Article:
• andrew
          Posted Jun 24, 2010 at 4:38 AM | Permalink

          Ay caramba! Who would have thought a dead thread had so much blood in it?

          Having succumbed to the senile itch to post on ClimateAudit, and having promised myself that my last comment on this thread would really be my last, I find myself compelled to reply to bender.

          I’ve read the thread bender refers to, and Connelley’s comments seem perfectly reasonable to me. He takes Steve’s view that Mann used Tijlander “upside down” to mean exactly what any non-diligent reader such as I took it to mean – that Mann had changed the sign on the y values (leaving aside the point that this would mean that varve thicknesses were negative) – and quite correctly points out that this makes no difference to the results of a multivariate analysis.

          When bender pointed out the real issue, Connelley said: “This is the first time someone has made a coherent argument over this (perhaps it has been said before but lost in the noise, if so my apologies for missing it).” I’m with Connelley on this. Steve had a point, but made it in an exceptionally opaque and confusing manner (at least to non-diligent readers), and preferred to make fun of “Upside-down Mann” instead of presenting a coherent argument.

          Whatever can be said can be said clearly.

          And, as a postscript, bender’s comment about “the other side” is a perfect exemplar of Judith Curry’s comments on tribalism.

          Over and out.

        • bender
          Posted Jun 24, 2010 at 4:42 AM | Permalink

          I didn’t create the tribalism. The debate exists. You blame *me* for that? The one who chose to educate Connolley because he was too lazy and pernicious to read what Steve wrote? Over and out indeed.

        • AMac
          Posted Jun 24, 2010 at 12:41 PM | Permalink

          Re: andrew (Jun 24 04:38),

          There’s no great shame in supporting an argument that one later discovers is a bad one. But shedding logic, evidence, and common sense to support an argument that has already been shown to be defective: such behavior signifies… what?

          Premise – If Mann08’s use of the Tiljander proxies is legitimate, there must be plausible “Yes” answers to these two questions.

          Question 1 – Are the Tiljander proxies calibratable to the instrumental record, 1850-1995?

          Question 2 – Mann08 accepts the only relevant authority’s interpretation of one proxy (darksum), but entirely rejects their interpretation of two others (lightsum and XRD). Is it acceptable practice that Mann08’s authors failed to describe this highly unconventional approach in their paper?

          Can you point to any defender of Mann08 who has acknowledged this premise or either of these questions? (Tellingly, the more appropriate terms “addressed” or “rebutted” are much too ambitious.)

          Why not?

        • bender
          Posted Jun 24, 2010 at 12:51 PM | Permalink

          Had Kaufman never issued a correction on upside-down Tiljander Mann would still be in denial and we would still be arguing this point with Connolley. THAT’s precisely how long it takes to obtain capitulation. Someone has to have the guts to break free from the circled wagon.

        • AMac
          Posted Jun 24, 2010 at 1:02 PM | Permalink

          Re: bender (Jun 24 12:51),

          To my knowledge, Dr. Kaufman corrected his 2009 article by switching the XRD proxy from upside-down (published draft) to rightside-up (final version). But he did not address the above-mentioned premise or questions.

        • bender
          Posted Jun 23, 2010 at 9:37 AM | Permalink

          Here is where I set Connolley straight, on Oct 28 2009:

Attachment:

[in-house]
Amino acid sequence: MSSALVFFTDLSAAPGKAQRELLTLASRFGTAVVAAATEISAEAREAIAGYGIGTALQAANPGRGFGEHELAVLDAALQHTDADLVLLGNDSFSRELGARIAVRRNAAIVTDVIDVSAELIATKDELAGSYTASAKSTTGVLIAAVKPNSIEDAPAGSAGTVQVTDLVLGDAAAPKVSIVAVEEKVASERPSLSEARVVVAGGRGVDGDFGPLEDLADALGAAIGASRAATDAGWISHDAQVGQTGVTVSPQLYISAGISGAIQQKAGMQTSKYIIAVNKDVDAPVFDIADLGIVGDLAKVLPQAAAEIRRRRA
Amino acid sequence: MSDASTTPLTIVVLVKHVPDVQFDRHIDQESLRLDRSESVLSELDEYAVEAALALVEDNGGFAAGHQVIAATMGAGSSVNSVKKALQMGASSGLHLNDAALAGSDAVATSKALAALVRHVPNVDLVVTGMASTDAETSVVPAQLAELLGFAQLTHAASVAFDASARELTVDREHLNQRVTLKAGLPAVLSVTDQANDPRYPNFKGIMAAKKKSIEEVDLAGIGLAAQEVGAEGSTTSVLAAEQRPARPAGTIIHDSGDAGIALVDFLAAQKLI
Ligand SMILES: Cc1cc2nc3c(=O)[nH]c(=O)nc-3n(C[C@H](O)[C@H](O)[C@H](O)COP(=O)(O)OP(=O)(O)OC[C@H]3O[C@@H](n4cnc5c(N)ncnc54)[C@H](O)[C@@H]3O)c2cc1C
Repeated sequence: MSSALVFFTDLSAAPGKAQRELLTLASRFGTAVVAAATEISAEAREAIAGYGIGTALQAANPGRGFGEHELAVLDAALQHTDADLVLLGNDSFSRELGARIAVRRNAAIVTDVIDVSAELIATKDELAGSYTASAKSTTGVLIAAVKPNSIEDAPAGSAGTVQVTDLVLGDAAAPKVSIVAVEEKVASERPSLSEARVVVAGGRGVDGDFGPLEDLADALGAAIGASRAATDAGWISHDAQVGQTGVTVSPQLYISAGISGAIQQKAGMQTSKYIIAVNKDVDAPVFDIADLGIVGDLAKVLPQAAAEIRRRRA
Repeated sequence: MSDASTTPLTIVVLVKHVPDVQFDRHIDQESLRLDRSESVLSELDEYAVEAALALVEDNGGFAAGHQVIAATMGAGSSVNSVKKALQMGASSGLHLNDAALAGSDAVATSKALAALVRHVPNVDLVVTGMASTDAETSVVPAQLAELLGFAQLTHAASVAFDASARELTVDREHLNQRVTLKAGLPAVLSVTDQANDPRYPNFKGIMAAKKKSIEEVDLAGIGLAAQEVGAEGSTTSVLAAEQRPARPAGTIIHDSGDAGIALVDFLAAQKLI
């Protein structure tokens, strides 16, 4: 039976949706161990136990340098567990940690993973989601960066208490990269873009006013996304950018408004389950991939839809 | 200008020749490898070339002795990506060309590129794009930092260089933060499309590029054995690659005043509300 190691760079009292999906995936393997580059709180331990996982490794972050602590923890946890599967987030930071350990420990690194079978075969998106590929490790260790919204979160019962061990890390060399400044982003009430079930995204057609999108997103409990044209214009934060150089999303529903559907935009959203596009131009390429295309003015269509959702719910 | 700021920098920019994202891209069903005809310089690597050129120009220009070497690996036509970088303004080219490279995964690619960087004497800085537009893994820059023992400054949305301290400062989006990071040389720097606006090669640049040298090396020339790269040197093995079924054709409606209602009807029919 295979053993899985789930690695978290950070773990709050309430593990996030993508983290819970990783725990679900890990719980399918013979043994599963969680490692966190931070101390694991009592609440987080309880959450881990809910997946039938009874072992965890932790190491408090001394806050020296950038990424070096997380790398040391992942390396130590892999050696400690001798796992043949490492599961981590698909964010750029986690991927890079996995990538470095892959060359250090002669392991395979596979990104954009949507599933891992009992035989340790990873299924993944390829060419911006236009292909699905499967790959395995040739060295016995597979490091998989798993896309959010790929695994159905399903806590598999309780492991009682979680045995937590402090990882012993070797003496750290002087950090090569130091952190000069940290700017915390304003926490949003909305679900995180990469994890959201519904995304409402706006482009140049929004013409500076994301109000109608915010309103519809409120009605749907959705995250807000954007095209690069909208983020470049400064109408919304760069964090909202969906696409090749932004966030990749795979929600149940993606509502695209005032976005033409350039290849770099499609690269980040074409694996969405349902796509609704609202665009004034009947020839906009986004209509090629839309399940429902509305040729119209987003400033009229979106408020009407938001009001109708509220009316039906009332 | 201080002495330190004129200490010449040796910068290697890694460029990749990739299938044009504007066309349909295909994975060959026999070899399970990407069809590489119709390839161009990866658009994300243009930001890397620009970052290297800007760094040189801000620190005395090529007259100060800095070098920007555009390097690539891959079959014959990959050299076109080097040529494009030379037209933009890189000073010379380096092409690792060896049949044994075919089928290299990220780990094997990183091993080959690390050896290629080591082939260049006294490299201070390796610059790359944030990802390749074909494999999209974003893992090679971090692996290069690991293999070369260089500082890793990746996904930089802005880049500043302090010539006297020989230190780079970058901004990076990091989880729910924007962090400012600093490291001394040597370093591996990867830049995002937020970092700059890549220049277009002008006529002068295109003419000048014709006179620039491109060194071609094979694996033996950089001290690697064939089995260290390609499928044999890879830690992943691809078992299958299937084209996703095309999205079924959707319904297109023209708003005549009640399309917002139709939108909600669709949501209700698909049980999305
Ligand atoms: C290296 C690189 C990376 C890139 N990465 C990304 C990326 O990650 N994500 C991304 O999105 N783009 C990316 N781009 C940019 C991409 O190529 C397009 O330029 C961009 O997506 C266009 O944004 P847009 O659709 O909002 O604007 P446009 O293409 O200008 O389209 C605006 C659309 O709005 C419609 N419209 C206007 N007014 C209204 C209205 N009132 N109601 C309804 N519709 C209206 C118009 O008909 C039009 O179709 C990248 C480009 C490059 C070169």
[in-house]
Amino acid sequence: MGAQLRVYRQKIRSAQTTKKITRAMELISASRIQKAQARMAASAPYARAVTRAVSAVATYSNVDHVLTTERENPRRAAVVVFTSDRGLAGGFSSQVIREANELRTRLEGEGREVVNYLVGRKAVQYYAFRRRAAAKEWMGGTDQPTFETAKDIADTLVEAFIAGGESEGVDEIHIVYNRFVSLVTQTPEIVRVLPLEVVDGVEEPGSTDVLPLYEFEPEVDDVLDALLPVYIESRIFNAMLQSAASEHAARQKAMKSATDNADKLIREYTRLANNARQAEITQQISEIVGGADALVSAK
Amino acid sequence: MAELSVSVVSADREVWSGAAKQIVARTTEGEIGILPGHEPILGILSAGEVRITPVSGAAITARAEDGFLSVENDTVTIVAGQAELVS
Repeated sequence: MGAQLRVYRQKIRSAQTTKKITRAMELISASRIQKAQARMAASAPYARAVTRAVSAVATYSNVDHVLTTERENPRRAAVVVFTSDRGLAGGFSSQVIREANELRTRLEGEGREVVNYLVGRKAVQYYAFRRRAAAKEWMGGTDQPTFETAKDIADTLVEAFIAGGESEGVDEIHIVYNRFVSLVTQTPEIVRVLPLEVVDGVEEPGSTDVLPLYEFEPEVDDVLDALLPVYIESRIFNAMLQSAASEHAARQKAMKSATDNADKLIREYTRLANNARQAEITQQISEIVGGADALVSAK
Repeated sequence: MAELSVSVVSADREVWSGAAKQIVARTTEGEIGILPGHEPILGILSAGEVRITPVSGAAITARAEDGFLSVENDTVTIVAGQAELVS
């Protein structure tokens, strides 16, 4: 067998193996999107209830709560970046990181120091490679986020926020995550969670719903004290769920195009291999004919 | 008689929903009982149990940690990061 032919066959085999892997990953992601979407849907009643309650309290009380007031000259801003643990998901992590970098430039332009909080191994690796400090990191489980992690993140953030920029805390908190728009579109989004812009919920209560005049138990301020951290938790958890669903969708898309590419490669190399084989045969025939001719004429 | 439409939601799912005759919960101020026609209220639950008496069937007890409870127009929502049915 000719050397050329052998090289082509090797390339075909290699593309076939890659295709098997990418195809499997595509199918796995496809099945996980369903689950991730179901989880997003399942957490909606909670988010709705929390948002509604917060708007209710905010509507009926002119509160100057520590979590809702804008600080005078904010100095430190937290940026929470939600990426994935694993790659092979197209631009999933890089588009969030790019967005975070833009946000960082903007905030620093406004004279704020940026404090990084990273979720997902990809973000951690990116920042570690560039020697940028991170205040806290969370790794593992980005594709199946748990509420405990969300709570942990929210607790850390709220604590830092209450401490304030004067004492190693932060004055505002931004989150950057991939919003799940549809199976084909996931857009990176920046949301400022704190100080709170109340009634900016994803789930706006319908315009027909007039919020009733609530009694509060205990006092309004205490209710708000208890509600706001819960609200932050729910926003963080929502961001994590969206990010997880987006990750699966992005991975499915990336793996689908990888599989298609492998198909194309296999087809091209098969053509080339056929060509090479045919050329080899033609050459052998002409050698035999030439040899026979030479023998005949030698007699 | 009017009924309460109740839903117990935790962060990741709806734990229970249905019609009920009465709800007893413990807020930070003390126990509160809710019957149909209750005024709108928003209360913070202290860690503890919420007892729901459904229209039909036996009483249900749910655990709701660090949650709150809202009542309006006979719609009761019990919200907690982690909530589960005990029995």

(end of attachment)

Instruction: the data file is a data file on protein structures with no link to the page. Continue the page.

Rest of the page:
http://cruelmistress.wordpress.com/2009/10/26/peer-review-game-on/
          … whereupon he shuffled off to Stoat to gloat that he had the answer.

          Connolley could have avoided starting wrong-footed if he had read what Steve wrote and checked the facts himself instead of just swallowing the Team line, hook and sinker.

        • bender
          Posted Jun 23, 2010 at 10:11 AM | Permalink

          Review this thread at Cruel Mistress, and see how Connolley loses control of the debate. Retreating to Stoat was his only defense against AMac’s diligence & logic. At Stoat he has editorial control, which he wastes no time in exercising. And who gets the last word in all this? Hank Roberts?!

        • Richard T. Fowler
          Posted Jun 21, 2010 at 6:23 PM | Permalink

          Andrew,

          You are correct that MikeN was not completely accurate in saying, “Substituting x,-y for x,y also just vertically inverts, but it’s the same data.” But his next two sentences are spot-on.

          Even the Hockey Team has admitted (in hacked mails) that the Tiljander series was inverted. So if you’re not yet convinced, perhaps you might want to look into it a little more?

          Roman is absolutely right to refer to this appalling error as a product of the “Mannomatic School of Climatic Statistics.” If I were a professional climate scientist, I would be going out of my mind at the thought of all that the Team has gotten away with, and how immune they have seemed to be to accountability.

          Their “school of thought” is charactarized, above all, by an anything-goes mentality.

          Your plane-crash analogy is spot-on, because the change you describe for “height” is exactly what they did for “temperature”, and the possible effect of this inversion on the present-day world in terms of climate policy (i.e. the effect on the debate of a series that paints the Little Ice Age as being a warm period and the MWP as being a cold spell) can be considered to be as bad as (or worse than) a terrible plane crash.

          RTF

3 Trackbacks

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    [...] Desmogging Desmog’s Trick – Part 1 All too often writers like Morgan Goodwin at desmog here or Brian Angliss at S& R here think that tricks are a [...] [...]

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  3. By New Dogs; Old Tricks « Wott's Up With That? on Jun 13, 2010 at 10:49 PM

    [...] wants us to know that Steve McIntyre has begun a series of curmudgeonly posts about his critics, focussing strangely on desmogblog.com‘s summary  of Brian [...]